Thanks to the popularity of the movie, The Hunger Games, many gun ranges are offering archery range space. Good! Get a good bow and some good arrows and get in some practice. There is a place for everyone with a skill post-TSHTF. I don't care if you are truly a fan of the Lord of the Rings and want to be an elf when you live the life of your dreams, get a good bow and get in some practice. Archery is great target practice for now that will only serve you better later. Learning to breathe, focus and relax while taking aim is a skill not all can master. It is not as easy as it looks.
Bow season is limited here in Florida, but you don't have to compete with the gun hunters and you get first crack at deer season. I am sure, if you can fell a deer with a bow, you are assured bragging rights for life and you will be the skilled hunter needed in a disaster. Not all protective weapons have to make big noise!
Most bow hunters around these woods use a compound bow that usually reflects the income of the bow owner. Not necessary A good bow isn't made in the price tag. A good bow needs good arrows, and a good, focused hunter to wield it. It doesn't matter how expensive your bow is, without practice and focus, it is useless.
Does anyone remember The Dukes of Hazard? yes, the tv show where the boys couldn't be caught with a gun so they shot dynamite sticks lashed to arrows! Man, those were simpler times. Point is; even dynamite can't help you if you can't raise a bow! Practice many skills!
You may laugh to know it but, I am pretty good with a spear chucker. This is not a weapon for close quarters and I really only tried it when I saw a program on PBS about primitive weapons and I tried it. I used a leather sling to chuck the spear and after I recovered my spear from under the house, I got the hang of it quickly. Basically, I cut an oval of soft suede and tied a leather lace to each end. I cradled the spear in the oval and held the laces in my hand about two thirds of the way down the shaft of the spear.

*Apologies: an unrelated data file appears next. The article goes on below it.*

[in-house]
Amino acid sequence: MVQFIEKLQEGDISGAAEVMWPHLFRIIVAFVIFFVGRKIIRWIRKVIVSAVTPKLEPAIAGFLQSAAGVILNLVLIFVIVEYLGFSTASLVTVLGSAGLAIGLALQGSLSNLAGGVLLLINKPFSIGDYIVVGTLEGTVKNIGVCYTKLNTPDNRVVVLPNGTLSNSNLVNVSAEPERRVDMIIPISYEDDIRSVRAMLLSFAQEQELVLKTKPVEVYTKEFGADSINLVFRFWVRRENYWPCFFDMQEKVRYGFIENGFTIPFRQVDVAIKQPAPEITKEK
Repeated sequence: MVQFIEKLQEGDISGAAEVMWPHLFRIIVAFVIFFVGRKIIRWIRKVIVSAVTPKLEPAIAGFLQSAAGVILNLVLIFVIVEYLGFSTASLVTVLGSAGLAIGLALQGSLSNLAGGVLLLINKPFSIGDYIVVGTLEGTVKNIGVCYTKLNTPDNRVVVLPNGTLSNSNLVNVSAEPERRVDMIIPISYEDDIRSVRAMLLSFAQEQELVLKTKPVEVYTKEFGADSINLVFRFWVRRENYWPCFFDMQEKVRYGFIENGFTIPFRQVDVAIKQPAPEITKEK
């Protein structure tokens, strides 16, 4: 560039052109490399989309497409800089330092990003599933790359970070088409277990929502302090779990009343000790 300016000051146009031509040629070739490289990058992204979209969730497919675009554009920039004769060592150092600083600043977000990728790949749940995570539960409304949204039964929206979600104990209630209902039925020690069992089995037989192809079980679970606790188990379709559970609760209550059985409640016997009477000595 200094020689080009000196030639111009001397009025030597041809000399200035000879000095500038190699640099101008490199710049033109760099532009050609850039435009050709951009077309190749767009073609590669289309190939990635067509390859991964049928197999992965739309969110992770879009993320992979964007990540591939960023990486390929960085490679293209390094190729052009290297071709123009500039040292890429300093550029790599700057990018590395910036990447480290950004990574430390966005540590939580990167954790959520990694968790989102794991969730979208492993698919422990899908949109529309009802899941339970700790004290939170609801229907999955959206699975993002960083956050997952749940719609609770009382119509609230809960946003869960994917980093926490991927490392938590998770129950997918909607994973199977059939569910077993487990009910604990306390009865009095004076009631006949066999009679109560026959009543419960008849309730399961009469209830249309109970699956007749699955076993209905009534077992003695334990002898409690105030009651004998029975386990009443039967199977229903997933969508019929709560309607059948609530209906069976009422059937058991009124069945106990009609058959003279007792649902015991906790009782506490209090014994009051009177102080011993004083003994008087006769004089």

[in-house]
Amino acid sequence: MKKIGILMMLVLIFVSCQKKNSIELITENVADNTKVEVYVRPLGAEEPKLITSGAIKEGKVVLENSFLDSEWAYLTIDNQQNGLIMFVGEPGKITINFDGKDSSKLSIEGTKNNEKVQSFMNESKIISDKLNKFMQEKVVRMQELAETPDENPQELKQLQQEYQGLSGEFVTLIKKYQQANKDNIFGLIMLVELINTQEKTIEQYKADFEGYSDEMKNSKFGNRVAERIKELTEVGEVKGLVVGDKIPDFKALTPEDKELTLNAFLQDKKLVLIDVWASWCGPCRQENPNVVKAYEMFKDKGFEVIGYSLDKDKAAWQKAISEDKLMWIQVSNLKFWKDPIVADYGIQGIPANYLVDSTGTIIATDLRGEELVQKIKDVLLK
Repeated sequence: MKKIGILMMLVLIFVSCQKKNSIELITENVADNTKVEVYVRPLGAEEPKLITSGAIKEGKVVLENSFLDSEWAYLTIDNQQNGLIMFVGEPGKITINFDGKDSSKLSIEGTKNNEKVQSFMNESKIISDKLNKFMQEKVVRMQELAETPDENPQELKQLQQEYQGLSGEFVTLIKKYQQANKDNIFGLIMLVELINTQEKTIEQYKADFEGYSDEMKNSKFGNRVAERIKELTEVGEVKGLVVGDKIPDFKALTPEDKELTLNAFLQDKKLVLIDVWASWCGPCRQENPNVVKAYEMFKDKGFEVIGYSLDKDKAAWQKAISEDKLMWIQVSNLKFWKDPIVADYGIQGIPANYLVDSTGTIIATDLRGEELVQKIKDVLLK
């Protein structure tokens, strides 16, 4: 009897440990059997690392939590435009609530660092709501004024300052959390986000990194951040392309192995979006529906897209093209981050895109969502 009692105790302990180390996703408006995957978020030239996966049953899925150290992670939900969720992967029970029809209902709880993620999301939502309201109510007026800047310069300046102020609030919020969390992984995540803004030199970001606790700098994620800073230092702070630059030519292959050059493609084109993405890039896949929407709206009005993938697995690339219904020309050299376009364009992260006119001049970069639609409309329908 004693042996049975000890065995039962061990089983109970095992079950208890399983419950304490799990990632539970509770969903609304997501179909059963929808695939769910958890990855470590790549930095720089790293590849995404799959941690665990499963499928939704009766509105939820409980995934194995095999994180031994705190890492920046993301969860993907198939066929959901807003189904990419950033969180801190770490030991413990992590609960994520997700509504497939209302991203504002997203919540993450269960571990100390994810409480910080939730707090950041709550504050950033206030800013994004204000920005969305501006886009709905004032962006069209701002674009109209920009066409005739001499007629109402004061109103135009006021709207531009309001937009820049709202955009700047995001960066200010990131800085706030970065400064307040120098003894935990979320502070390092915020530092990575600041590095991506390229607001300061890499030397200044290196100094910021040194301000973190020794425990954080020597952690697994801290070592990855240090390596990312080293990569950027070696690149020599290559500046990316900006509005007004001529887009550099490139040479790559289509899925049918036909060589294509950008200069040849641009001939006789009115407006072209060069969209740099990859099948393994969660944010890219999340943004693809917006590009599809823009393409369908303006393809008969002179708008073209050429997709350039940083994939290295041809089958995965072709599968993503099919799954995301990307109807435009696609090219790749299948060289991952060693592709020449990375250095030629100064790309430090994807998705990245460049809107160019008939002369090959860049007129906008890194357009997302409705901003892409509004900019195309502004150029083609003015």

I have the memories of my first weapons safety instructions given myself and my siblings by our dad. As a medically retired Ranger Drill Instructor from the days, before the killer graphics, when you could only be a Ranger if you passed the Ranger course, a veteran of World War II, and Korea, he was an expert. And, just so you think I may be bragging because he was our dad, he acquired enough points to leave the Army while the war was still on and after realizing he wasn't finished, he rejoined for the duration of a fifteen year career. He told a few stories that would curl your hair, but when it came to weapons safety, you just did as you were told. You trained because he wasn't going to have some scared little kid shooting him in the back by accident.
He said, "Rock, bullet, arrow or spear, dead is dead. You can kill a man with a stick, so until you know how to use one, don't let me catch you with a weapon in your hand." Then the lesson started. In time, when he finished, we wouldn't pick up a stick without treating it like a rifle. Almost anything can be a weapon and dead is serious.